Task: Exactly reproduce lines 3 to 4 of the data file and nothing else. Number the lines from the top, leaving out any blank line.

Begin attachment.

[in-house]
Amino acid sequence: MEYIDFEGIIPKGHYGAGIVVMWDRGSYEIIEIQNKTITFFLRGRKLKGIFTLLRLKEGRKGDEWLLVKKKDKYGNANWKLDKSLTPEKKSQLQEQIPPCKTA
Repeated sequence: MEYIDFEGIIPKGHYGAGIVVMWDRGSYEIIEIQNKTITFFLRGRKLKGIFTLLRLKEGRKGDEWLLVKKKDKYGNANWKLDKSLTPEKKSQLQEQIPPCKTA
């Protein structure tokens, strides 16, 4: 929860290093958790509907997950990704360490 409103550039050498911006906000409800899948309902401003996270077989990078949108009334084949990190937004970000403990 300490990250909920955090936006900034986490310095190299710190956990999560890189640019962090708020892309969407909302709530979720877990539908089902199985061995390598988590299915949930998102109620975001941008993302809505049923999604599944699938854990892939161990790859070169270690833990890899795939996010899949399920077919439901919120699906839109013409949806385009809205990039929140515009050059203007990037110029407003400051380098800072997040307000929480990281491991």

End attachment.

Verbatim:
Repeated sequence: MEYIDFEGIIPKGHYGAGIVVMWDRGSYEIIEIQNKTITFFLRGRKLKGIFTLLRLKEGRKGDEWLLVKKKDKYGNANWKLDKSLTPEKKSQLQEQIPPCKTA
């Protein structure tokens, strides 16, 4: 929860290093958790509907997950990704360490 409103550039050498911006906000409800899948309902401003996270077989990078949108009334084949990190937004970000403990 300490990250909920955090936006900034986490310095190299710190956990999560890189640019962090708020892309969407909302709530979720877990539908089902199985061995390598988590299915949930998102109620975001941008993302809505049923999604599944699938854990892939161990790859070169270690833990890899795939996010899949399920077919439901919120699906839109013409949806385009809205990039929140515009050059203007990037110029407003400051380098800072997040307000929480990281491991």